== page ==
Gay Men in Thailand Face Steep HIV Rise
|Our Correspondent||Jul 20, 2013|
Health officials are struggling to stem alarming rates of HIV among men who have sex with men in Thailand.
"This is a real public health emergency," said Timothy Holtz, director of an HIV and sexually transmitted disease (STD) research program at the Silom Community Clinic, located near Bangkok's gay and bisexual entertainment district.
According to a new report released on 28 June by Thailand's Ministry of Public Health and the US Center for Disease Control and Prevention (CDC), HIV prevalence among gay men has risen sharply, from 17 percent in 2003 to 29 percent in 2011.
The study surveyed almost 4,800 clients who entered the clinic for testing from 2005 to 2011. It is estimated that Bangkok has a gay male population of 300,000 to 400,000. The Thai government has begun to redirect funds to control the epidemic within the often neglected group. In 2009, less than 1 percent of HIV prevention resources went to programs to protect men having sex with men. The next year, funding increased to more than 5 percent and then up to 8 percent in 2011, according to a UNAIDS report.
External donors still finance 90 percent of HIV prevention services for at-risk groups, which are carried out by NGOs and community-based groups, government officials said.
This year, Thailand's National AIDS Management Center has made male sex interventions the top priority, after finding that such contacts accounted for 41 percent of all new HIV infections in 2012.
Furthermore, the government is debating whether to distribute antiretroviral drugs (ARV), typically used to prolong the lives of people with HIV, for pre-exposure prophylaxis in at-risk groups, Holtz said. This method could prove valuable, especially for men aged 15 to 21, who have a 12 percent rate of new HIV infections per year, according to the Silom clinic study.
"You would be hard-pressed to find any population [in the world] that has an HIV incidence rate of over 10 percent," Holtz said.
The emergence of casual sex websites and competitive gay nightlife venues, both of which attract young men, have helped fan the epidemic, said Nikorn Chimkong, president of the HIV Foundation Thailand. Moreover, some local bars encourage risky behavior, with dark rooms and bathrooms tailored for sexual activity, he said.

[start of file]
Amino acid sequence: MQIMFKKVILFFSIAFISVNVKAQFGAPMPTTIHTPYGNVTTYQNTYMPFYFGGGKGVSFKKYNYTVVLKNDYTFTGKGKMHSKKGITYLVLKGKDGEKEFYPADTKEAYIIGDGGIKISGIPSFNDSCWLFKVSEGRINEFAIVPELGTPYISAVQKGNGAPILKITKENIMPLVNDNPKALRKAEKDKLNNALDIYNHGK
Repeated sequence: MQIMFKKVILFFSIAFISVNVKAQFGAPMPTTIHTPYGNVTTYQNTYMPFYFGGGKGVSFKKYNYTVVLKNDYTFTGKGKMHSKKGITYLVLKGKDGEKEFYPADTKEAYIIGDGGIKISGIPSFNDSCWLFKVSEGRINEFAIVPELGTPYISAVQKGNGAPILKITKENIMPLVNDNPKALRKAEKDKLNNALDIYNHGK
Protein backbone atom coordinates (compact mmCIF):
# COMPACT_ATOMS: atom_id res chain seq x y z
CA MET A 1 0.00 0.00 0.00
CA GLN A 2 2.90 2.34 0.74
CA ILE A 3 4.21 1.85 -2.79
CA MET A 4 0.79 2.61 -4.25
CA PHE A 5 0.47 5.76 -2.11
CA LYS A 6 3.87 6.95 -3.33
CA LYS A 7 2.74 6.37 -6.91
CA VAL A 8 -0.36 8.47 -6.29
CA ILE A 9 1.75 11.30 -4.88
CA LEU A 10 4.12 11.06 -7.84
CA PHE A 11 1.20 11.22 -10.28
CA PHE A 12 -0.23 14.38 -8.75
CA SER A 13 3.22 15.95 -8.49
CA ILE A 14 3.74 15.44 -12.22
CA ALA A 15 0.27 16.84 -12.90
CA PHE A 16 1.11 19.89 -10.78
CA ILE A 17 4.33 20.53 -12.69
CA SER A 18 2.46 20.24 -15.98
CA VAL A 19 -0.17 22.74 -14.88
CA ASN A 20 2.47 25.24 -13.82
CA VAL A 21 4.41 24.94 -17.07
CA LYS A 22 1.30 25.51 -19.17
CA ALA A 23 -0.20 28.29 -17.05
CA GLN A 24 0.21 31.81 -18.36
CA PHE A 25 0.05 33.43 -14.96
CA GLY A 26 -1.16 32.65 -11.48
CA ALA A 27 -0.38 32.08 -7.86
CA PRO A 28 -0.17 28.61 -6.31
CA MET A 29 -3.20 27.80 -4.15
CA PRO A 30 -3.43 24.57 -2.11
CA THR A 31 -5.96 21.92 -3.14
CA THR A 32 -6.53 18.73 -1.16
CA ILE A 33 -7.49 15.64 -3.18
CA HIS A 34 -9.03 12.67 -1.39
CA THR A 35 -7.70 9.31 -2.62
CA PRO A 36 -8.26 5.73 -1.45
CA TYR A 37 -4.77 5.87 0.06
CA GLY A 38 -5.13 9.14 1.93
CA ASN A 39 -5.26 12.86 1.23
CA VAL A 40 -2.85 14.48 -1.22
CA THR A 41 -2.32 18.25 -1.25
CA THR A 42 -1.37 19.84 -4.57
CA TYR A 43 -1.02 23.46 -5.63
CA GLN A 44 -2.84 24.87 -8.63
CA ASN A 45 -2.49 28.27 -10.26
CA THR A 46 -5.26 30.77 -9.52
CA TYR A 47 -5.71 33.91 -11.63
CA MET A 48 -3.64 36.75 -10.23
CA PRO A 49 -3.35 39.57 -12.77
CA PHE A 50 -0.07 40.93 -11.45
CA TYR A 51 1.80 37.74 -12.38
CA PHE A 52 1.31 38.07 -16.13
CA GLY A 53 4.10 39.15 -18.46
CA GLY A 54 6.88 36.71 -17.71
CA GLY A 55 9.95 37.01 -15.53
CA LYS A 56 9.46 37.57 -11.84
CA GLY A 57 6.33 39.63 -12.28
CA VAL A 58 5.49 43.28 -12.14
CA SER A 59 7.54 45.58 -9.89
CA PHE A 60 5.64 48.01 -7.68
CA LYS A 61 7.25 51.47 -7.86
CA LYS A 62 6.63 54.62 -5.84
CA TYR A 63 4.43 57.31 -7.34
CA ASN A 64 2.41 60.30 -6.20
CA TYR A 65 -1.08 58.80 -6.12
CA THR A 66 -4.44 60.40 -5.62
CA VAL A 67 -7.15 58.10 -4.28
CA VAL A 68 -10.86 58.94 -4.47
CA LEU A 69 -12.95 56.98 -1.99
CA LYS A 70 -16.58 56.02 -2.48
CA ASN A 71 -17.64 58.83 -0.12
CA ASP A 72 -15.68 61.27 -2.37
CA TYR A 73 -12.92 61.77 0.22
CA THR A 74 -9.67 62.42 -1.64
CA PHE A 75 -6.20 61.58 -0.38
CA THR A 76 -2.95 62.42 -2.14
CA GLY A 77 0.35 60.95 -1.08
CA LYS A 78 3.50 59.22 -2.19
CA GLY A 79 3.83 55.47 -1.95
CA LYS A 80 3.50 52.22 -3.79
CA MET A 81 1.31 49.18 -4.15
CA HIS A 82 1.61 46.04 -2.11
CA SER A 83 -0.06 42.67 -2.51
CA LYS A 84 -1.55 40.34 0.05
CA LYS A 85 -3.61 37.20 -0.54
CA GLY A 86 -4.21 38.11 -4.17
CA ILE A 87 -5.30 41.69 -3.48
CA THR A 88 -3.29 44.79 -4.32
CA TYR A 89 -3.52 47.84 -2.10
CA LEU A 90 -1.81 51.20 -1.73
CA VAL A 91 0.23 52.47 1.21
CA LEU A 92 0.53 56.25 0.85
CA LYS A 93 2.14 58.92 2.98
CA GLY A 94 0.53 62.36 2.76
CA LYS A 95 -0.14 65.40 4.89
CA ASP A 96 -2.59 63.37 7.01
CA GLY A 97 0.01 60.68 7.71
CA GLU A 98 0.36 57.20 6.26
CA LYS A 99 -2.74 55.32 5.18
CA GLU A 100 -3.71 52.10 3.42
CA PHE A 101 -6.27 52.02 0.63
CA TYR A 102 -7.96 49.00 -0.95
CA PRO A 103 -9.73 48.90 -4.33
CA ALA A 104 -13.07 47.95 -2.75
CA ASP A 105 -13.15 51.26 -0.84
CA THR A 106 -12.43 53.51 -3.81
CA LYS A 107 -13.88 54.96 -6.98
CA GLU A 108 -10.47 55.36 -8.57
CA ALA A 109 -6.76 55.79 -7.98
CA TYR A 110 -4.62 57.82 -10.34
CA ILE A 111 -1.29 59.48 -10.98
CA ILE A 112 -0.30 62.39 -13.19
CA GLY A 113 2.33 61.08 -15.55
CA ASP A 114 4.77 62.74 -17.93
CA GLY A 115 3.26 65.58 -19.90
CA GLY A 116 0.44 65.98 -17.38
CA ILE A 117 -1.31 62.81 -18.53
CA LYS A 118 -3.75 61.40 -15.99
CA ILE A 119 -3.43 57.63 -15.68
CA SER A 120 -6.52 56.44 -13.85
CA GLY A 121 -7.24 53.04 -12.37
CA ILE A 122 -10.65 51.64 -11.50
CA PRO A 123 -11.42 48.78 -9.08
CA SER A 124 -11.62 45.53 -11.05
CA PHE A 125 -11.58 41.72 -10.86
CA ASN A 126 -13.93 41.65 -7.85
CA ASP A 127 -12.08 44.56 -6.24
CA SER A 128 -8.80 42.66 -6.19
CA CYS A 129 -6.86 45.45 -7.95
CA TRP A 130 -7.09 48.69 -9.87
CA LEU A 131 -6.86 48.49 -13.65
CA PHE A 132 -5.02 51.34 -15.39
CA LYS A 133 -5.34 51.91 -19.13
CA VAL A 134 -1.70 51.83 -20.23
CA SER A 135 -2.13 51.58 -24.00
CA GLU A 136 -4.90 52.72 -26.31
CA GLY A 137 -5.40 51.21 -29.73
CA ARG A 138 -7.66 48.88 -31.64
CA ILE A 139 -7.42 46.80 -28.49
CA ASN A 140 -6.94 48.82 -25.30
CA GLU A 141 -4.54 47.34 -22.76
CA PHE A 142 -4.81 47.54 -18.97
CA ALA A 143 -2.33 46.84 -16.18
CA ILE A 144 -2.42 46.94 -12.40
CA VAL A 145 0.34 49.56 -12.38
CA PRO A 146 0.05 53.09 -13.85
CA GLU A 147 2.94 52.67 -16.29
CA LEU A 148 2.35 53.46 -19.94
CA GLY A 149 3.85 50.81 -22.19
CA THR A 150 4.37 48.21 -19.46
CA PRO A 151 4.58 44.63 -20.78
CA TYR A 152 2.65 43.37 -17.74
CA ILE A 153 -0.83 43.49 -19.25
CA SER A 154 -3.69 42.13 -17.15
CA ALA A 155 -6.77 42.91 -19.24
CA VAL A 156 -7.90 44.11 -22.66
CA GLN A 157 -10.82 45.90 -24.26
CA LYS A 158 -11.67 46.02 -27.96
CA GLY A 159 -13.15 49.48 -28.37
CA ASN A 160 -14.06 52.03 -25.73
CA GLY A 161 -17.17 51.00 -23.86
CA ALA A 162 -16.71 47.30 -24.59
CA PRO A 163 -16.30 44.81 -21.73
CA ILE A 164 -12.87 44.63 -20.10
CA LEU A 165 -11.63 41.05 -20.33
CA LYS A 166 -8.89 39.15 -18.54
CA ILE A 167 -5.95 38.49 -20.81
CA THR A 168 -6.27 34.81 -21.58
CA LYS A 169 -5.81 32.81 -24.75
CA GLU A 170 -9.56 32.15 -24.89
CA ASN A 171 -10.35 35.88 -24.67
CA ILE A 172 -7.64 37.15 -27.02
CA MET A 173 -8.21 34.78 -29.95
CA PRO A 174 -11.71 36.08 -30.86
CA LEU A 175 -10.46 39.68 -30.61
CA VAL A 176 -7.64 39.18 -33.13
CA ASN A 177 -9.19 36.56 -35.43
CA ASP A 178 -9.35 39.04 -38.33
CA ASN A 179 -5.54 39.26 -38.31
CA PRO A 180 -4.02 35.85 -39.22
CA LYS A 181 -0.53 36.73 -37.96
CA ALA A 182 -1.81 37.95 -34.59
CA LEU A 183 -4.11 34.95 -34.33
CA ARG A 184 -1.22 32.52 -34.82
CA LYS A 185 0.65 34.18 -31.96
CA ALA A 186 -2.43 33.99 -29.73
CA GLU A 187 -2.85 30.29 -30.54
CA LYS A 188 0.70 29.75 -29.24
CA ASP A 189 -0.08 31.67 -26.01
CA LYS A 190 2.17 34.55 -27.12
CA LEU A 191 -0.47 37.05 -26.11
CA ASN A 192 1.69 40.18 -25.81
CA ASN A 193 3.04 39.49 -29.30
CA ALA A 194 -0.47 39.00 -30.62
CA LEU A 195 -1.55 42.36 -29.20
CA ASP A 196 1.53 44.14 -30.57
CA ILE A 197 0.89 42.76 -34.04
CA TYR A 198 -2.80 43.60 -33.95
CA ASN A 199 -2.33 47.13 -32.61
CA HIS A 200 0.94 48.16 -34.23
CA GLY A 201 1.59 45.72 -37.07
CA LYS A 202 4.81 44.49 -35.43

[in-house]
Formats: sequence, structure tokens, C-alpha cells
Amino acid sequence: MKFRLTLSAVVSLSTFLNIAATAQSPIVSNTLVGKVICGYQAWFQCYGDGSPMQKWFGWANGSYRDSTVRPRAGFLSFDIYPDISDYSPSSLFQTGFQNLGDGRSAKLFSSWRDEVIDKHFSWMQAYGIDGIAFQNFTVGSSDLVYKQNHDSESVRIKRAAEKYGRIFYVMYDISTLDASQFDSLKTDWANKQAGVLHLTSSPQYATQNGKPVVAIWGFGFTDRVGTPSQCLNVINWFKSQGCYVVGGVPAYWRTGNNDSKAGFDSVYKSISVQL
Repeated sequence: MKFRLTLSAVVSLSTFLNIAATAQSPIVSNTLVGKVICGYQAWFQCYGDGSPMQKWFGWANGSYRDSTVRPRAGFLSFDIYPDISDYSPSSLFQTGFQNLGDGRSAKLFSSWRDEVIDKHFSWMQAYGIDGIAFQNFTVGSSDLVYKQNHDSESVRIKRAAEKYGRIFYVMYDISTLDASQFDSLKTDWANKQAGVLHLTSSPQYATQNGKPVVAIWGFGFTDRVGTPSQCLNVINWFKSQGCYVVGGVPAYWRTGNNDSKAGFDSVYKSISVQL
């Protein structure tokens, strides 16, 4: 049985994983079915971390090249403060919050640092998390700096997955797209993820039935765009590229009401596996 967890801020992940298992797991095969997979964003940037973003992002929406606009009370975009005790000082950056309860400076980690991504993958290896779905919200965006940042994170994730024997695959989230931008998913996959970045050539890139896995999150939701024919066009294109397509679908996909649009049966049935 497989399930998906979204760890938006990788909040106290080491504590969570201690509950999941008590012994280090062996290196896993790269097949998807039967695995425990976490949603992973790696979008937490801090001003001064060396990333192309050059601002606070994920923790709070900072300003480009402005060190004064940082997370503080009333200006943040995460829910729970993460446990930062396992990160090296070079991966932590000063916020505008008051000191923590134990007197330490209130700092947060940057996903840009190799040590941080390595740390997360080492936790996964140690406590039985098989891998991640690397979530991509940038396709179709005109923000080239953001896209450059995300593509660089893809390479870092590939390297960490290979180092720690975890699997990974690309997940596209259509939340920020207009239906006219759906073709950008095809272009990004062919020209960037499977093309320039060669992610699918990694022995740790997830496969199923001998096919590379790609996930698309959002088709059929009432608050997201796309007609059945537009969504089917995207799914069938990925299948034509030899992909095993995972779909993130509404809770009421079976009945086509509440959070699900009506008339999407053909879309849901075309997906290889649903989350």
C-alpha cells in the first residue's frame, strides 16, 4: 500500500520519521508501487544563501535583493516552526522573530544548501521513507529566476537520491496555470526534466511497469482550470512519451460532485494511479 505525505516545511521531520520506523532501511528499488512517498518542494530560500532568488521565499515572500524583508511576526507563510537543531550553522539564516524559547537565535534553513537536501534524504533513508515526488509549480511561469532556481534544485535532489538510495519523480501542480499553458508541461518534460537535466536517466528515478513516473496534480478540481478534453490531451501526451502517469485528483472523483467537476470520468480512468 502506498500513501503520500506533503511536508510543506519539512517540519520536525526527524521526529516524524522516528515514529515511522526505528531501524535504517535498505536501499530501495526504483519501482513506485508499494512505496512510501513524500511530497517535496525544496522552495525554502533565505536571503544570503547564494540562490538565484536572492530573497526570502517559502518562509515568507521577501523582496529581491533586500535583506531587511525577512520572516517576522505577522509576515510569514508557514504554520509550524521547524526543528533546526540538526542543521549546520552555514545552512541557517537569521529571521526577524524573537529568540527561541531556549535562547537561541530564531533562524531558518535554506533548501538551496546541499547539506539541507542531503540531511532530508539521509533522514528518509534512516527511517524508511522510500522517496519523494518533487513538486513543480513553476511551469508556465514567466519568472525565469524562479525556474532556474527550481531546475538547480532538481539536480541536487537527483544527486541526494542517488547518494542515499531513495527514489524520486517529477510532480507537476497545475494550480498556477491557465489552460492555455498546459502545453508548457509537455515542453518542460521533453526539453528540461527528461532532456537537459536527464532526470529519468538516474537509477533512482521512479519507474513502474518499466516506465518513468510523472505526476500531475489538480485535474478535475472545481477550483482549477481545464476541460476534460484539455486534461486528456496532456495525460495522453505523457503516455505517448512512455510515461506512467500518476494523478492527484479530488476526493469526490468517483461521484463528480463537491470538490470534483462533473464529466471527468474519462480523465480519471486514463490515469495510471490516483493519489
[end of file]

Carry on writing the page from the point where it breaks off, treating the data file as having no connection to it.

"The gay business has changed so much," Chimkong said. "It's very easy to have sex inside these establishments."
And while outreach programs can pass out condoms and give safe sex advice to partygoers, advocates find it hard to reach their subjects online.
"It's very clear that there's a lot of sexual networking happening," said Alex Duke, program manager at Population Services International Thailand (PSI), an international NGO that provides HIV-related services. "The challenge is how to use that same medium to get out behavior-changing messages."
PSI and its partners are exploring ways to use social media and websites to complement peer-based outreach, he said.
Interviews and focus-group discussions with young men revealed potential risk factors for HIV, including group sex, inconsistent condom use, being introduced to multiple sex partners by older males, and experimental drug use that can result in "poor judgment" during sex, Holtz said.
At the same time, less than 43 percent of all gay men surveyed in the clinical study had a previous history of HIV testing.
One possible reason for the lack of HIV testing and awareness is the reluctance to teach sex education in public schools, advocates say.
"The government doesn't support it because they think young people will have more sex if they learn about it," Chimkong said.
Experts fear the HIV rate could be higher than projected due to the low numbers of people getting tested. To address this, PSI efforts have focused on a "test-and-treat" approach, with emphasis on HIV testing and ARV therapy (ART).
Siroat Jittjang, assistant program manager at PSI Thailand, explained that those who test positive for HIV should quickly receive ART to reduce their viral loads, which "greatly reduces the chance for them to transmit HIV to others."
Once people discover that they are infected, many suffer chronic depression and are afraid to seek treatment out of fear of social isolation or losing their jobs, advocates say.
"The first day I found out, I wanted to kill myself," said Tong Raksakul, a gay man with HIV. "I was in shock because I didn't have much sex."
Later, Raksakul began to use his personal experience to help others. He now works as the program manager for the Poz Home Center Foundation, which provides support and safe sex education to MSM living with HIV.
"We want them to have good lives and not spread HIV to others," he said.
(IRIN is a service of the UN Office for the Coordination of Humanitarian Affairs)